Dieting Doesn’t Work and I Know Why!

Diets work, but dieting doesn’t!

It’s simple to understand the difference between the two, and why diets work but dieting doesn’t.

Diet is a noun.

It means: the kinds of food that a person, animal, community or culture habitually eats. For example, “a vegetarian diet.”

Diet is a verb (to diet, dieting)

It means: restrict oneself to small amounts or special kinds of food in order to lose weight.

I think that’s really all the explanation I need to give to explain why diets work, but dieting doesn’t.

When our diet consists of foods that taste good, satisfy us, nourish us and (most of the time) take in just a few less calories than our bodies burn we can achieve a healthy weight. When we achieve the healthy weight we can increase our calories slightly to (most of the time) be about the same as we’re burning and we can maintain a healthy weight. If we try to manage our weight by dieting, we are restricting our food and eating special food in order to lose weight. Special food people eat when they’re dieting may not really be very special at all and better described as awful.
If we have been eating a diet that has created an calorie overload, our bodies cleverly convert the calories it didn’t need to fuel into body fat.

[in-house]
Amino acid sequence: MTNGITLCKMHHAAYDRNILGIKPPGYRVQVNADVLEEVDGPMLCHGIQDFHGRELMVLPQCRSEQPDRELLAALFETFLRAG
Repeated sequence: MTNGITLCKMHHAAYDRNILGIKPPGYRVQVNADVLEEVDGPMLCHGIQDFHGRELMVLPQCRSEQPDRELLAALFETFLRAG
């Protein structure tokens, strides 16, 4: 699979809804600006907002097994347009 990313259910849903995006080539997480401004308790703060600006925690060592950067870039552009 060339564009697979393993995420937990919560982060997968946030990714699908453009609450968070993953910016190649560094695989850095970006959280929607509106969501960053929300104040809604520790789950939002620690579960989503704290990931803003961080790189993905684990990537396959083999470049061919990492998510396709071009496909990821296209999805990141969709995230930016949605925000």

It’s a wonderful thing that our bodies have the ability to do that! In ancient times it helped us live through times of famine when food was scarce. Even in modern times body fat may save a life–research has shown, for example, that bigger people fare better during chemotherapy treatment than smaller people do.

The problem with many of our modern diets is they’re not balanced.

They’re not balanced nutritionally and they’re not balanced calorie-wise, so we gain weight. It we try to diet to lose weight, we still are not addressing the problem of an unbalanced diet. We use temporary measures of food restriction and eating special foods to get our weight lower.

We may or may not reach our goal this way, and at some point we get tired of dieting and resume our former unbalanced diet.

The weight comes back – most of it, all of it, MORE of it (maybe as protection against the next famine because our body has no clue we willfully restricted its food. It just thought there was less (tasty) food available for us to eat!)